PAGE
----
On the other hand, that would also be true if I were a doctor, a pilot, or the Secretary of State. Our callings ask a price of us and our loved ones. To me that's part of living a fulfilling life. My husband could see me more often if I didn't write, but he'd be seeing a miserable me, because that's how I get when I don't write.

The balance is something each of us strike individually. Sometimes we're shut away writing. Sometimes we turn our backs on the writing desk to engage with those around us.

I have been thinking about the memoir issue you raised, though, having just finished reading Joyce Maynard's AT HOME IN THE WORLD, about her relationship with JD Salinger.

AR said...

Could a poet who'd robbed his mother have written "Ode on a Grecian Urn"?

Cynthia Washburn said...

I write under a pen name as well as my own name. Because I incorporate personalities, stories and tidbits of people and situations I am more comfortable knowing that they and I will remain anonymous.

Lisa Walker said...

A great writer has the ability, the inspiration, the integrity to write the truth-- not at the expense of others, only at their own expense.

Lisa Walker said...

It would have been a different poem, maybe a better one...

WriteOnWendy said...

Thanks for asking the question. It has made me realize one of my biggest blocks in writing fiction is an attempt to protect those individuals, specifically one individual, who figure prominently in most of my stories. I have often argued with myself that this person does not really deserve protection - prior warning and deplorable behavior and all that - but all I've managed to do is bury it and keep the stories to myself. All your answers in the comments have helped me realize this and the importance of letting it out and letting it go. And hey, there's always a chance that the person in question won't recognize themselves in my work :)

mindbuilder said...

Unless you're a memoirist, in which case your on the chopping block from the get-go, what do you need to worry about? People almost never recognize themselves as characters and most writers tend to flavor even the most realistic portrayal of a friend or family member. But, if someone does recognize themselves and feels insulted, you can always lie and say you based your character on someone else to save their feelings. You don't need to be deliberately hurtful to create art; in fact, basing a character on someone should make you more creative. long as you give the people you love some of your time, I tend to think they'll still love you during the "Faulkner" stages of writing.

Linda said...

Faulkner was obviously not a mom. Read my post @ Linda Clare's Writer's Tips

Lani Longshore said...

I have the right to my story, and the responsibility to respect that my family and friends have the same right; the right to my creative passion, and the responsibility to respect that right for those around me. While I would like to think I wouldn't steal from my mother for my art, I have no problems telling my kids to go make their own snacks because Mommy is writing.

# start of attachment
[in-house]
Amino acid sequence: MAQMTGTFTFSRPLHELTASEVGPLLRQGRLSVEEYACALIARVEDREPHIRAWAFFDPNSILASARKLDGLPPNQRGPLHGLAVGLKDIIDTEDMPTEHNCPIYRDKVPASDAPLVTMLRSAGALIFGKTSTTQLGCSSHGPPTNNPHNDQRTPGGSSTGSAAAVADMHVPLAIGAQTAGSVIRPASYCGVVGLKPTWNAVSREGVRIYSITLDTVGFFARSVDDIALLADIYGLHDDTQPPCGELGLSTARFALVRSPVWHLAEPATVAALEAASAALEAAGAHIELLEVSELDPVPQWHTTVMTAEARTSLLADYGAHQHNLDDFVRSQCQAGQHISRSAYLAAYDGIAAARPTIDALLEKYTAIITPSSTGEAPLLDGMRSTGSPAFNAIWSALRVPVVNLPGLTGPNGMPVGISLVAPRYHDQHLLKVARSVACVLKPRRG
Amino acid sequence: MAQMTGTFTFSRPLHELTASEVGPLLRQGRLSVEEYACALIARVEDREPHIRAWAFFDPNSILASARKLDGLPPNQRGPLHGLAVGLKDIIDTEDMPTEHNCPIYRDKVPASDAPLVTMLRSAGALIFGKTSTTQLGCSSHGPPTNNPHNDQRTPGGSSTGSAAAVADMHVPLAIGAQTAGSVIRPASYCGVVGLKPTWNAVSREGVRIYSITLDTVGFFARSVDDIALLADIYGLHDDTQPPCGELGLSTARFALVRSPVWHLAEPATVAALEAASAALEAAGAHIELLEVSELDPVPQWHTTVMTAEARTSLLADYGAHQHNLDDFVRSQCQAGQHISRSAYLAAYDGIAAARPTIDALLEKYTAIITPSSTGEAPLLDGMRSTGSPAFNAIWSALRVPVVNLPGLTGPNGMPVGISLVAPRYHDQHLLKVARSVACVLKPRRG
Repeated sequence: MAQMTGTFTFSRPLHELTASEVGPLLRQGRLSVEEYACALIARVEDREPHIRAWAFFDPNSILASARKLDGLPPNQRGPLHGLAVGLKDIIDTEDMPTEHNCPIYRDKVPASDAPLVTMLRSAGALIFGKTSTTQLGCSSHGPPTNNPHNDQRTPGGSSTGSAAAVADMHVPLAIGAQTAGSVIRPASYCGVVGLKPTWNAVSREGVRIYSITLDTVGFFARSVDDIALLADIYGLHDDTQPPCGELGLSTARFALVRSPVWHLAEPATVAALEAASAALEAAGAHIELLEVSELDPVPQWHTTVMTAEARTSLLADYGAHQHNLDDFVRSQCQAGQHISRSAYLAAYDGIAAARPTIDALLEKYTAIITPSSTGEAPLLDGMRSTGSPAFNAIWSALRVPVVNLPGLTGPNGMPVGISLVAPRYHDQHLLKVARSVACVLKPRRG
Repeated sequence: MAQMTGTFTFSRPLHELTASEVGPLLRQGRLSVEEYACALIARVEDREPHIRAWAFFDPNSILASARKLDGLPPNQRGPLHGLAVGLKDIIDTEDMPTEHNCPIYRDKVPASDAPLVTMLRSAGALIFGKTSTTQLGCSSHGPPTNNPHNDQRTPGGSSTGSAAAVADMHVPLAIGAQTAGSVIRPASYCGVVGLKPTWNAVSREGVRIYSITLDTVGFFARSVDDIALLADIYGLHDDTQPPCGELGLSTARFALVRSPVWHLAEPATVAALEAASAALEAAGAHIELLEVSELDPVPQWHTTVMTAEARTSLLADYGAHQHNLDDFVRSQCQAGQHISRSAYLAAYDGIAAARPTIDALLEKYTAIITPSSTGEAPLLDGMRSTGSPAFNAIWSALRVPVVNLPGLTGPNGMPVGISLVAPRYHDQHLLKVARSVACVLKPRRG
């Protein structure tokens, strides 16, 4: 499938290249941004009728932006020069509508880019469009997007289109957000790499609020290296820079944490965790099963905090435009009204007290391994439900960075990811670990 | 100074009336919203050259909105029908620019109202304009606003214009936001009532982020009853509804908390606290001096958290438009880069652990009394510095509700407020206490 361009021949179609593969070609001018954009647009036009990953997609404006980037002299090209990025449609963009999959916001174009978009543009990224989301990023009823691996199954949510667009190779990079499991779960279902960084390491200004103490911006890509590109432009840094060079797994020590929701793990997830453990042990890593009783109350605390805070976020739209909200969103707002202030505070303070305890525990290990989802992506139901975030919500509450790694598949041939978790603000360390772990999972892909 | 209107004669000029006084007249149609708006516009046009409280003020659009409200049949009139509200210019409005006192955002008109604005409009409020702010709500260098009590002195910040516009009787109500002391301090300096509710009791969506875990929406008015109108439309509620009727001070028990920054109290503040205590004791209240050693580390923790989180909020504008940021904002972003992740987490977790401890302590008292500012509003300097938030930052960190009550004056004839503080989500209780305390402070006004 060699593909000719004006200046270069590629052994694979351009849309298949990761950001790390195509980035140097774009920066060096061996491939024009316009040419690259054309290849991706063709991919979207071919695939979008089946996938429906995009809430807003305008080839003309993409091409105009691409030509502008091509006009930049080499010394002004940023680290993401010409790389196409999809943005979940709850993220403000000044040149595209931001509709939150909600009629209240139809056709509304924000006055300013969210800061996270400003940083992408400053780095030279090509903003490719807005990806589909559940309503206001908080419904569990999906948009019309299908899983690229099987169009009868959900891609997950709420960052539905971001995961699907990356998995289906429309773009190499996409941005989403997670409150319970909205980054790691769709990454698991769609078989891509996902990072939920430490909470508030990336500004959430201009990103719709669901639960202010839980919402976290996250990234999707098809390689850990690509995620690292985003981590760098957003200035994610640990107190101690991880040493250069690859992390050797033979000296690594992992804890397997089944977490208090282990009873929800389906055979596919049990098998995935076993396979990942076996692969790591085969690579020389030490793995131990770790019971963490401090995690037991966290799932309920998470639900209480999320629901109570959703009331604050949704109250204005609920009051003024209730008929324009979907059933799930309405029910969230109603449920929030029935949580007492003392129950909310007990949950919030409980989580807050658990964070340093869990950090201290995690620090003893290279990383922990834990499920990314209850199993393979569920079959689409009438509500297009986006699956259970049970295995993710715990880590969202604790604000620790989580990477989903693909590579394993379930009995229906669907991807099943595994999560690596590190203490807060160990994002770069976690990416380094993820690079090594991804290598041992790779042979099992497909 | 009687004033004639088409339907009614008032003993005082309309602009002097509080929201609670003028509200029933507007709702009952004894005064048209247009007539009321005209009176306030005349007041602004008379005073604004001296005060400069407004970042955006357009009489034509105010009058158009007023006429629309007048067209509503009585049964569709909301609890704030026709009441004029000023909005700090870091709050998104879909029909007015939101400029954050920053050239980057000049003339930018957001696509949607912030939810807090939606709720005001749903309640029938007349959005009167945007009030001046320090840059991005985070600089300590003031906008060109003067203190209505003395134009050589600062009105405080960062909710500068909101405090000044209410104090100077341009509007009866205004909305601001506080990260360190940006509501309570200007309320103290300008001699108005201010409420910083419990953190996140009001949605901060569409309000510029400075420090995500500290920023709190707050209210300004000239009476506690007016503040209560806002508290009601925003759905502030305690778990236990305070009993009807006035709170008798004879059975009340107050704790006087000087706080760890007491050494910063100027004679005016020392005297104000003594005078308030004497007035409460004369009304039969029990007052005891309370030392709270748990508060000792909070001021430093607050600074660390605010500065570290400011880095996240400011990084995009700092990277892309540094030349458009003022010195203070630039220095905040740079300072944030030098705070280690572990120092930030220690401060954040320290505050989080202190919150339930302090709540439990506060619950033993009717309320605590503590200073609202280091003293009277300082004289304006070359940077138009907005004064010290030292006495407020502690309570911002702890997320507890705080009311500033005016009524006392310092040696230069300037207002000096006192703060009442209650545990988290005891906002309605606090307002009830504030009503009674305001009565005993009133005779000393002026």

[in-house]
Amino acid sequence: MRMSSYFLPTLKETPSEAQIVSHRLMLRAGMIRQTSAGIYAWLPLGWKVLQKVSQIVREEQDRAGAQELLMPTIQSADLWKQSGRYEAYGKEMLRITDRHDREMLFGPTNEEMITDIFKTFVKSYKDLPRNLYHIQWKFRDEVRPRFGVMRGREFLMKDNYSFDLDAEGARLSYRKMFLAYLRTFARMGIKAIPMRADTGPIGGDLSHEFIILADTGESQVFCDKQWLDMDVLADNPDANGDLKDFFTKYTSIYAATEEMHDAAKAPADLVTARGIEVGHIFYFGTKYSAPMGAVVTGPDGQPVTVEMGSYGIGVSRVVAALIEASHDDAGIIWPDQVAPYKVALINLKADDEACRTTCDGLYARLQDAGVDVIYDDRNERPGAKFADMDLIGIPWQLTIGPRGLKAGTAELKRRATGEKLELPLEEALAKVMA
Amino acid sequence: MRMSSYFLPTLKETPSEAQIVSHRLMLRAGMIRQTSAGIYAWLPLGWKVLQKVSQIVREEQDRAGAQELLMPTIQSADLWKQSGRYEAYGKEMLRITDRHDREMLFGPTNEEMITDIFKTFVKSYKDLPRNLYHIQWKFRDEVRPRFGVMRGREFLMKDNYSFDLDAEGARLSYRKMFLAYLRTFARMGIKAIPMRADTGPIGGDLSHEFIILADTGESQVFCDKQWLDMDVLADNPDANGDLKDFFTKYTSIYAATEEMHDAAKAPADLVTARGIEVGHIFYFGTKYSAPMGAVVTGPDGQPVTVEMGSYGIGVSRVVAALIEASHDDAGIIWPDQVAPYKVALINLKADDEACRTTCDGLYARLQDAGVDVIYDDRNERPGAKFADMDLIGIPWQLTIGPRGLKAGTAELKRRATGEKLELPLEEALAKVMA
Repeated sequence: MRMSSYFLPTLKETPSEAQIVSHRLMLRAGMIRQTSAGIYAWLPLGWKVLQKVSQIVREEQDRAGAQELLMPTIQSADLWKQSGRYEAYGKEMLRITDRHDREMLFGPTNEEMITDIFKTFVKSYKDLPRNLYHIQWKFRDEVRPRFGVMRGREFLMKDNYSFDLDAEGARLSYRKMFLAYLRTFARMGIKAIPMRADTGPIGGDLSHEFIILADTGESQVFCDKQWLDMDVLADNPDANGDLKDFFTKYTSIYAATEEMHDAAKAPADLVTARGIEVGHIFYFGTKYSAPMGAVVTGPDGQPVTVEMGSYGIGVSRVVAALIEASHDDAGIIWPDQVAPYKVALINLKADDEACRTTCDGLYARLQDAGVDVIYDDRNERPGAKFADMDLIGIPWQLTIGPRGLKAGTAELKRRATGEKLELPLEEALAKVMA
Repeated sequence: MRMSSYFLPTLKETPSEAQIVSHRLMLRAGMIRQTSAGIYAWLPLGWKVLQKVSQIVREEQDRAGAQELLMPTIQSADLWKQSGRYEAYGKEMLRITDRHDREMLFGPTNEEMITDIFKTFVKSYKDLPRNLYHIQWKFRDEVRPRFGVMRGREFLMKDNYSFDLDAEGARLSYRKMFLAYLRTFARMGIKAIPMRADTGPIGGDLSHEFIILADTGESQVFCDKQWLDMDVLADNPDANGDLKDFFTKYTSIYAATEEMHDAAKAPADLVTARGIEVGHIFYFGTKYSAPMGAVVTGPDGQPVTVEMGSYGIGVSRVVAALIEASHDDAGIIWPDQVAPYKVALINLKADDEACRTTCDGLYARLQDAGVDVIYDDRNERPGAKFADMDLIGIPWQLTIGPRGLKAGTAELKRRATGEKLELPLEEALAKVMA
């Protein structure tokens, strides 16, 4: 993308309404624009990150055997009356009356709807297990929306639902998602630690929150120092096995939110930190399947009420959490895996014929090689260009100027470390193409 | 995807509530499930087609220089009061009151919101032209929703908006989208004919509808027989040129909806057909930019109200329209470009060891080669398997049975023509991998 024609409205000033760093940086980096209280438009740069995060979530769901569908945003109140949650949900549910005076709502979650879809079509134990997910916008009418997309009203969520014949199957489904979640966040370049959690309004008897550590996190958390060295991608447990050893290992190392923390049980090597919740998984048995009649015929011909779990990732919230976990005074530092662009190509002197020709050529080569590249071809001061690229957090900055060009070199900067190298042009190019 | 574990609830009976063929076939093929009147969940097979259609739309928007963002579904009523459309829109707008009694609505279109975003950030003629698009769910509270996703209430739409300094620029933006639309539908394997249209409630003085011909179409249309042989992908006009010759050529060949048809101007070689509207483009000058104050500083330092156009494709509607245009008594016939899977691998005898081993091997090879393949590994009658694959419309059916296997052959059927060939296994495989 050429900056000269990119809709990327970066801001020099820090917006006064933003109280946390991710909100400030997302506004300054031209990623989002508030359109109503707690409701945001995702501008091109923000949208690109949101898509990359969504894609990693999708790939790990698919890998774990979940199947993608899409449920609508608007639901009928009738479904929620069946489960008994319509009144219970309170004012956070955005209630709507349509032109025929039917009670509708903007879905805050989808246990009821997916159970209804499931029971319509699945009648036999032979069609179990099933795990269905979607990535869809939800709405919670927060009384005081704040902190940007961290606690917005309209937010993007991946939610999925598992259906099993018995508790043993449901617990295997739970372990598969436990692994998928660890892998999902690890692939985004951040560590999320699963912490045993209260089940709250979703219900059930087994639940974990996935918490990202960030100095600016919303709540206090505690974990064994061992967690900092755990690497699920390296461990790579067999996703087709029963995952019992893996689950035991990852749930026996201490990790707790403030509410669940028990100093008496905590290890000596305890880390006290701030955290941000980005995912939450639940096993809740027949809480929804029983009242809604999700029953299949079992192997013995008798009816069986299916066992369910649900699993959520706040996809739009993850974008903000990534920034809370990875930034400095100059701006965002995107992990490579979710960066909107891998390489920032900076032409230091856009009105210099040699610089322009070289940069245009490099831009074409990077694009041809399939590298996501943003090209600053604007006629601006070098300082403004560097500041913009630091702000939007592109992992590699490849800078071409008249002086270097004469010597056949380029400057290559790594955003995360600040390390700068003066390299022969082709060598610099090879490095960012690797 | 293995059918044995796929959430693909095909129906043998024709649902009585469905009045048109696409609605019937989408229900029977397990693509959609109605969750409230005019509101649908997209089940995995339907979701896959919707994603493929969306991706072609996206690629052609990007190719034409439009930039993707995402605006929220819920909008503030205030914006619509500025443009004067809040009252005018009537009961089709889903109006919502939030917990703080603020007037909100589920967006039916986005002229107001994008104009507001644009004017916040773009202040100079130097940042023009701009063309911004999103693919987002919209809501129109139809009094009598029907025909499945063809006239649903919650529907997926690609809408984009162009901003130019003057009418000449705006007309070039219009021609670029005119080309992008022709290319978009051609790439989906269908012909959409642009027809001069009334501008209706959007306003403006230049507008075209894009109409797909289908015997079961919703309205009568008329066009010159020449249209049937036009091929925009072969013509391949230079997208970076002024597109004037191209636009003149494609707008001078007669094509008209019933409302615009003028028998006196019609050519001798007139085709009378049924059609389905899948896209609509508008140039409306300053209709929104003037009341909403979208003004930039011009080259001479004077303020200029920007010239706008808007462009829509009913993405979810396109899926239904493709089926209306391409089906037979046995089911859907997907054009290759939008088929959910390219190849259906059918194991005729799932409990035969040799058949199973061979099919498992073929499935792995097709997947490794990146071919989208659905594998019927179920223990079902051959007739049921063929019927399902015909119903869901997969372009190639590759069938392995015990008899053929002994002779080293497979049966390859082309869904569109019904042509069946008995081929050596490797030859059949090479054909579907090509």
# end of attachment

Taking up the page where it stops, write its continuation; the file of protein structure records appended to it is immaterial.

Anonymous said...

I have to think about this for a while. It might take some time, too. Don't laugh either. I've often wondered about this.

Jan Christensen said...

For writing memoirs, Anne Lamont had this to say: “If people wanted you to write warmly about them, they should have behaved better.”
As far as behaving well ourselves, I aim for a balanced life. That means time for writing and time for the people I love. Why does it have to be one or the other?

Angela Brown said...

I have at least one manuscript that I've thrown to the digital weeds because my then-hubby thought one of my characters was close to him in some way. And because of this same person, an official ex-hubby, I've resisted doing a contemporary story because he asked me not to depict him in a story. I agreed. Didn't owe it to him, but was willing to acquiesce.

Naja Tau said...

I struggle with conflicting thoughts about this topic all the time.

I agree with Faulkner 100%. But I'm rightfully scared of his advice as well. I chose to create a pen name in order to offer a bit of a privacy buffer to myself, my friends, my family, and my enemies as well. I think everyone deserves privacy and the right to be left alone.

It gets more complicated in our circumstances vs. Faulkner's, what with the internet. Books aren't being disseminated to strangers as often as they are to the author's friends and family. In that scenario, you might be more likely to get something like that "I Love Lucy" episode where Lucy decides to become a novelist and stick Ricky, Fred and Ethel in there. And then everybody sues for libel.

Art is whatever you can get away with according to Andy Warhol and almost everyone else who's "made it." But you have you make SURE you have the psychological fortitude to get away with it. I think the important thing is to be patient and sort out your feelings.

But ultimately, your life experiences are your property and your right. The people around you can't help but become a part of your life's story.

Neurotic Workaholic said...

I think it's one thing for a writer to base a character on someone he or she knows. But I think it's another thing if a writer were to reveal secrets told to him or her in confidence, even if those secrets were "fictionalized". If that happened to me, I'd feel angry and violated.

SolariC said...

I love Faulkner, but I don't subscribe to his theory of the artist. Writers are not a strange species with its own morality; we are still people who owe things to our parents and friends and spouses and children. I think that writing should be integrated with relationships so that the two feed each other, rather than destroying each other. It may be a hard balance to achieve, but it can be done.

On the subject of taking elements from people we know for characters, or the more delicate matter of writing memoirs, writers can tell the truth, but with respect. I've read blog posts where writers say horribly insulting things about one parent, while praising the other parent to the sky. That may be their opinion, but it's off-putting since the reader feels the lack of respect.